La soutenance de thèse de Rohan Mansuit aura lieu le jeudi 12 novembre 2020 à 9h.
Morpho-functional study of the paired fins of the extant coelacanth Latimeria : Considerations on the terrestrialization process of vertebrates
Thèse de doctorat sous la direction de Gaël Clément et de Marc Herbin.
Composition du jury :
- Catherine Boisvert, Senior Research Fellow, Curtin University, Australie, Rapportrice
- Dominique Adriaens, Professor, Ghent University, Belgique, Rapporteur
- Per Erik Ahlberg, Professor, Uppsala Universitet, Suède, Examinateur
- Anne-Claire Fabre, Post-Doctoral Researcher, University of Zurich, Suisse, Examinatrice
- Anthony Herrel, Directeur de Recherche, UMR 7179 Mecadev, MNHN-Sorbonne Université-CNRS, Paris, Examinateur
- Gaël Clément, Professeur, UMR 7207 CR2P, MNHN-Sorbonne Université-CNRS, Paris, Directeur de Thèse
- Marc Herbin, Maitre de conférence, UMR 7179 Mecadev, MNHN-Sorbonne Université-CNRS, Paris, France, co-Directeur de thèse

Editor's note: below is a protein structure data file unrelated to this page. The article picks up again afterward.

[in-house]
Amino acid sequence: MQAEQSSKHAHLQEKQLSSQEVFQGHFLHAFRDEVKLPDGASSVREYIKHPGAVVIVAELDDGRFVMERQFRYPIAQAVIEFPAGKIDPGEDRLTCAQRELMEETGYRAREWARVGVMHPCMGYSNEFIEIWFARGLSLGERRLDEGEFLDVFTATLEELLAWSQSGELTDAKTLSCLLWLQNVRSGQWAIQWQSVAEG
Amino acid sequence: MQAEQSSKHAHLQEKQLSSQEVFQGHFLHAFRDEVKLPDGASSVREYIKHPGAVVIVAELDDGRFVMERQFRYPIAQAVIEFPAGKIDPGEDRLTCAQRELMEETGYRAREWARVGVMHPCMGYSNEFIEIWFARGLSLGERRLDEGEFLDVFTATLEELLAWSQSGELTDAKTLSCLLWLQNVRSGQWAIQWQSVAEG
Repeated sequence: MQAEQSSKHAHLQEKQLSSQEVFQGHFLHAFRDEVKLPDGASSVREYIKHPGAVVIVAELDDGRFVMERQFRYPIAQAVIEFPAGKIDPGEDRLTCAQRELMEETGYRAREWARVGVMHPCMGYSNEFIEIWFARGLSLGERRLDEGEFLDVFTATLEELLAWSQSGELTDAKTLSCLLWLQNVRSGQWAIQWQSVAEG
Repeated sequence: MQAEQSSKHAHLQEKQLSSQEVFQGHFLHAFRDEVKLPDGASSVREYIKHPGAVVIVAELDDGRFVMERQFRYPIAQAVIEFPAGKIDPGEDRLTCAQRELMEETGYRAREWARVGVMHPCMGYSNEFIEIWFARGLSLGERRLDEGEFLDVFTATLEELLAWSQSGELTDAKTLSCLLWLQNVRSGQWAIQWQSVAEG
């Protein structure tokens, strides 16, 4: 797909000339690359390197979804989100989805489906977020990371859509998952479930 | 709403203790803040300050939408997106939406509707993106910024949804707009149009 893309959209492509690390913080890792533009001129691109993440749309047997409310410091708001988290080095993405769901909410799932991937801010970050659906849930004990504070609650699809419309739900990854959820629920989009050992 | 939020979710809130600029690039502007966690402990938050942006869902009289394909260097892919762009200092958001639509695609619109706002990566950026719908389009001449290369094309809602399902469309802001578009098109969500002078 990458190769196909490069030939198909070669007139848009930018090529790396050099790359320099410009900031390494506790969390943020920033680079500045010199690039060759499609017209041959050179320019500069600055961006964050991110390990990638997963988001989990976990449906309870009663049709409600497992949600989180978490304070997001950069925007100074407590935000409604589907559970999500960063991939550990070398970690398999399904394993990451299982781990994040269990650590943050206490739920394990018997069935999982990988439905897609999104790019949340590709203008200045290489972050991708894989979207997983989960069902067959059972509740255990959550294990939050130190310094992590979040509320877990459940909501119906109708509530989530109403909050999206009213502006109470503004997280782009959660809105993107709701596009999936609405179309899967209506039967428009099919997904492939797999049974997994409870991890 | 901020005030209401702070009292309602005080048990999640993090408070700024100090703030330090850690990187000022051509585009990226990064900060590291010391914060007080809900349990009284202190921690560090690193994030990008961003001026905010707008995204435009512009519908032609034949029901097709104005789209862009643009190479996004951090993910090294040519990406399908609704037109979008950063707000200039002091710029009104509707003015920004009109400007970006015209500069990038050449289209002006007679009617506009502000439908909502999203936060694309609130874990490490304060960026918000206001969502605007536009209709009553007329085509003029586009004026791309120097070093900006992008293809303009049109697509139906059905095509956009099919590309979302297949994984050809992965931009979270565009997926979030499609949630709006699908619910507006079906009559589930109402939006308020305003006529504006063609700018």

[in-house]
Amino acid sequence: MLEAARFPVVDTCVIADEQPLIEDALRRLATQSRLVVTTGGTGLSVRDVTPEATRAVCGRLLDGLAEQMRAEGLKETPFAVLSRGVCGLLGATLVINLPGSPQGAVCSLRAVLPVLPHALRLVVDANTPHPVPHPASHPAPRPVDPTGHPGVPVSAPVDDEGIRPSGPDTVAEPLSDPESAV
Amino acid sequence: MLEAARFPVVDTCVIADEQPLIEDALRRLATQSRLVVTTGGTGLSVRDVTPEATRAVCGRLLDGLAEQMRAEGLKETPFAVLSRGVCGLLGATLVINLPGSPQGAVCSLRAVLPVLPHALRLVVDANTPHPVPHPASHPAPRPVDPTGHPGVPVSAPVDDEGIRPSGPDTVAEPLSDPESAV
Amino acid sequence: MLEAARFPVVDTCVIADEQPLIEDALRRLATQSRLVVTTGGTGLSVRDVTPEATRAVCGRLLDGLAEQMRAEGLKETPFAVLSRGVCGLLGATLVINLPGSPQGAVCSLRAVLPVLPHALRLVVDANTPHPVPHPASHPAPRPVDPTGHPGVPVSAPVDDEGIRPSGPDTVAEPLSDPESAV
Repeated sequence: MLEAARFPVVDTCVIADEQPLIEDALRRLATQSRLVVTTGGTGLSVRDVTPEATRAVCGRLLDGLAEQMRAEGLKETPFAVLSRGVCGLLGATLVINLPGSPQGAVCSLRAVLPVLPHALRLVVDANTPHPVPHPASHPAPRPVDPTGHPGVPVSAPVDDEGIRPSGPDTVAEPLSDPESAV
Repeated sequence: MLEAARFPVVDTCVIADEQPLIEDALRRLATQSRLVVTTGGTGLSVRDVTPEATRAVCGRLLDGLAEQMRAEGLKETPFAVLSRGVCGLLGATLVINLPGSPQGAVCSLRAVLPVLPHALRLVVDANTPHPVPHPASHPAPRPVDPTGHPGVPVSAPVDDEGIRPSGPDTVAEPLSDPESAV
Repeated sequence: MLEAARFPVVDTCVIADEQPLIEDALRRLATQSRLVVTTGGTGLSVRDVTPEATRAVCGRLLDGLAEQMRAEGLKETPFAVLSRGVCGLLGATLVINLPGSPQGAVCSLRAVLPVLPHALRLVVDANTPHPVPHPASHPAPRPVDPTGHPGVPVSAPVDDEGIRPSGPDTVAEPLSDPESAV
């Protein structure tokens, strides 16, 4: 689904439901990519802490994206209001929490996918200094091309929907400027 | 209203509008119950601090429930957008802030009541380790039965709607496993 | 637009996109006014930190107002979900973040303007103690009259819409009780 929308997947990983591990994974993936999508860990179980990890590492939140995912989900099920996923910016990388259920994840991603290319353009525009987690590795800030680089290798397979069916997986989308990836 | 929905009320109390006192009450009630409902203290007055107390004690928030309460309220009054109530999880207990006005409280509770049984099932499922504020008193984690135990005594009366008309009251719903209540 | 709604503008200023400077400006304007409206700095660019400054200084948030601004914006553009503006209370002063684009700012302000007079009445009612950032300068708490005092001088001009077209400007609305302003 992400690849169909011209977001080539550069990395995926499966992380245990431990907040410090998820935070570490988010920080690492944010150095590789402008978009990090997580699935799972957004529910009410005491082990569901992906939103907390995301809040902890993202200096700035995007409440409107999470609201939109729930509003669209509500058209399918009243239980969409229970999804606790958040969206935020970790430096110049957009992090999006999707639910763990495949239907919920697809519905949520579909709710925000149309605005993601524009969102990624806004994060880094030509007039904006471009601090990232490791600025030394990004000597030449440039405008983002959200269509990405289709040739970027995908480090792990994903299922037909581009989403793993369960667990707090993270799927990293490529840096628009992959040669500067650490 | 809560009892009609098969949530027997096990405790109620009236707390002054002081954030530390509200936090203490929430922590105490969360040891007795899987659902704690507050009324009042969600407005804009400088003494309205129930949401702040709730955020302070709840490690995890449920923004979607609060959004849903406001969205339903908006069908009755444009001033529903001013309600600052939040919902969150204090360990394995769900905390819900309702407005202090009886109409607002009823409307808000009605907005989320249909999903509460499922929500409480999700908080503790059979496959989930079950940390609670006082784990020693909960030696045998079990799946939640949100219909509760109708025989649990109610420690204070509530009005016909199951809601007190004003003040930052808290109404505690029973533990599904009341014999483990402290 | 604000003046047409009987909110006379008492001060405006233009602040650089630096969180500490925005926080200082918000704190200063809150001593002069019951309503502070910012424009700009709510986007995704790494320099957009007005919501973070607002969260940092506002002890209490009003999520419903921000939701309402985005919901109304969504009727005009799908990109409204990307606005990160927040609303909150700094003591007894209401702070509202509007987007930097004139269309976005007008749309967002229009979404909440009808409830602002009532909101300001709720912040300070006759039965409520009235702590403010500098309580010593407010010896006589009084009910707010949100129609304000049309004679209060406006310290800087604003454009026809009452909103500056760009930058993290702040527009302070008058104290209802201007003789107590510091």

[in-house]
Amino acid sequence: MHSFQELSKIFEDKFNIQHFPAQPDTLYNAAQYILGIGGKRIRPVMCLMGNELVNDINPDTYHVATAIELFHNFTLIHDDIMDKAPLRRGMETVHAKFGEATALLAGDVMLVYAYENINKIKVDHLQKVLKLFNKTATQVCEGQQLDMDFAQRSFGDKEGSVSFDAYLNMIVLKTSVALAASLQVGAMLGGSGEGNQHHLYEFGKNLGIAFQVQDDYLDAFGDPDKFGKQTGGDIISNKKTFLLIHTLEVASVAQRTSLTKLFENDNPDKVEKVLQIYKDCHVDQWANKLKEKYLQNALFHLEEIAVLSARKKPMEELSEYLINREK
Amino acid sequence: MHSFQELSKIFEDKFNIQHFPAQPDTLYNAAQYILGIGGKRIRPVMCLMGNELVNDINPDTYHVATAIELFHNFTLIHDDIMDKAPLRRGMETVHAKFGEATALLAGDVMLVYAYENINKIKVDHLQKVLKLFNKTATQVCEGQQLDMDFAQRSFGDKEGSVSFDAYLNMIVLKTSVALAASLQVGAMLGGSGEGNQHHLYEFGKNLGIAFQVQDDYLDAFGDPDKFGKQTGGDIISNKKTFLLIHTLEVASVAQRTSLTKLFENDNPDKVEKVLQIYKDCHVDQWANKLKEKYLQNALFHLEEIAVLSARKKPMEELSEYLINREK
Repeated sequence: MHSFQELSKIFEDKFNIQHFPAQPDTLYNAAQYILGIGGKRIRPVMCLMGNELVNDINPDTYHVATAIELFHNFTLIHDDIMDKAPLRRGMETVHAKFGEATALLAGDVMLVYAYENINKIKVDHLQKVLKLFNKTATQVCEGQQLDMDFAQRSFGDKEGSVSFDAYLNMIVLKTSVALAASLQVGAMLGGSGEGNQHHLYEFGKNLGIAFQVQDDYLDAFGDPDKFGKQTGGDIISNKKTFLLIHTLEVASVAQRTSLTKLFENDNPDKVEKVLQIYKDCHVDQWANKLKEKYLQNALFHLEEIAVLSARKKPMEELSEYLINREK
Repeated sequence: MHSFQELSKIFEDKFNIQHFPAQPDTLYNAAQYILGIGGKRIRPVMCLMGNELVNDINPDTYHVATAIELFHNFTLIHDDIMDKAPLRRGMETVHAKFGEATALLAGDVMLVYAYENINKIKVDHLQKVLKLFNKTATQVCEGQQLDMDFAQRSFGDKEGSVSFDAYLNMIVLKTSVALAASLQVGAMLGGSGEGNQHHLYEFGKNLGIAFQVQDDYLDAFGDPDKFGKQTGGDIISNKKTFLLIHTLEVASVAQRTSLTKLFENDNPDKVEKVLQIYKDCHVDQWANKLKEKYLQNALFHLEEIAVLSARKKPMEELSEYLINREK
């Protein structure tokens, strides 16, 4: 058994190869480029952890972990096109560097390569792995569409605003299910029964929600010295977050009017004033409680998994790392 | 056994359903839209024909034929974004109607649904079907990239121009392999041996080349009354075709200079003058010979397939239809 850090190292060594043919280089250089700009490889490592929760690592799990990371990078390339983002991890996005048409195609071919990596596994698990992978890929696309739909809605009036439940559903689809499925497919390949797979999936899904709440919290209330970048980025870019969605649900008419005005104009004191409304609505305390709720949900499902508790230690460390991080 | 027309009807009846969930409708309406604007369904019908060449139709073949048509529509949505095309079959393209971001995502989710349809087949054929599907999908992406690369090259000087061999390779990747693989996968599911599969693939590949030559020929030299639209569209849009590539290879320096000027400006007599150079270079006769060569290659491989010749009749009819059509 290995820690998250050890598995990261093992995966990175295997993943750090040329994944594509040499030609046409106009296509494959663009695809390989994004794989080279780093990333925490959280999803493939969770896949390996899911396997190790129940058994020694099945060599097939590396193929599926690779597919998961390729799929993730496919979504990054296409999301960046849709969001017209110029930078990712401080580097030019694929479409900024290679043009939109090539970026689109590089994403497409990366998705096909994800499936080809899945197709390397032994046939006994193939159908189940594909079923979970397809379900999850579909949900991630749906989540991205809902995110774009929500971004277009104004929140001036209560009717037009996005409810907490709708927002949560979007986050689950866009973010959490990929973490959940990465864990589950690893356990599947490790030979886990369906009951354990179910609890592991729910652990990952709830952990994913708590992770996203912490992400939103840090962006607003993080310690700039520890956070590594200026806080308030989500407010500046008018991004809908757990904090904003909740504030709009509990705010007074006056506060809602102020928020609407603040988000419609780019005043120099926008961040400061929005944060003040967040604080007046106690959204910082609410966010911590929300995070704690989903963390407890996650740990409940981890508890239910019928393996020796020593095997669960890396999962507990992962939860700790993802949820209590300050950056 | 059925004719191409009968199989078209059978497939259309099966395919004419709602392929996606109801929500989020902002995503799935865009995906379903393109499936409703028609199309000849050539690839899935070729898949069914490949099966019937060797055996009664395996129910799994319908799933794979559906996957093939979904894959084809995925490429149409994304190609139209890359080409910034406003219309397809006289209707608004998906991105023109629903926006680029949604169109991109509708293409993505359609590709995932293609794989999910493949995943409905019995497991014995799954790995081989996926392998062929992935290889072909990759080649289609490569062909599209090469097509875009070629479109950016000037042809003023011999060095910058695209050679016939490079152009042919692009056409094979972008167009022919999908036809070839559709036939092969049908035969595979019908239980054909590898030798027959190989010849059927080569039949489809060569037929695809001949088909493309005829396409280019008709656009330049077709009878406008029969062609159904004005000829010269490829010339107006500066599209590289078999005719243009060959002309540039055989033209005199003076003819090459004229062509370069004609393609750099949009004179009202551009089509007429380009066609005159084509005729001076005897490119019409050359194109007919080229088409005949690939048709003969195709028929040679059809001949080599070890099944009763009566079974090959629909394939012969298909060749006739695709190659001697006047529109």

Among the sarcopterygians, the clade of coelacanths (Actinistia) is today only represented by the coelacanth genus Latimeria, and is the sister-taxa of the clade lungfish + tetrapods. Based on their phylogenetic position and their ecology, they are considered as a good model to study the fin-to-limb transition. However, it is necessary to have a good understanding of the skeletal and muscular anatomy of their paired fins before to infer their role in the fin-to-limb transition. As in other jawed vertebrates, we showed that the development of the pectoral fins occurs earlier than that of the paired fins. The development of the radial elements around the metapterygial axis of the fin occurs by the fragmentation of the associated mesomere, as observe in lungfish. We also highlighted by the development of a superficial ossification of the anterior part of the pelvic girdle, associated with a trabecular system in the adult. This trabecular system and this ossification permit to resist to the important constraints developed by the muscles inserted on this part of the girdle. The study of the muscular anatomy showed a more complex anatomy than previously known, with that of the pelvic fin that seems more plesiomorphic than that of the pectoral fin. Indeed, the muscles of the pelvic fin run from the girdle to the fin rays, whereas on the pectoral fin, majority of the muscles insert on the endoskeletal elements, as in lungfish and tetrapods. Moreover, the pectoral fin is stronger than the pelvic fin, that indicates a more important role for the locomotion. The joint mobility of the pectoral and pelvic fins was also studied, after complete dissections of the fins. We showed that the pectoral fin has a greater mobility than the pelvic fin. This difference of mobility is due to the morphology of the mesomeres on the pelvic fin, with pre-axial radial element on a more proximo-lateral position than that of the pectoral fin. Finally, we made a preliminary study on the evolution of the muscle architecture during the fin-to-limb transition. It appears that the muscle mass and force are more important in tetrapod than in fish, relative to the body size. The limbs need to produce more force than fins, since they are the principal locomotor force generator. In fishes however, the propulsion is mainly produced by the lateral undulation of the body and the caudal fin. Thus the paired fins don’t need to produce a large amount of force. The hind limbs of tetrapods are also more powerful than the pelvic fins of fishes, relative to the pectoral appendages, what supports the hypothesis of a locomotor shift during the fin-to-limb transition.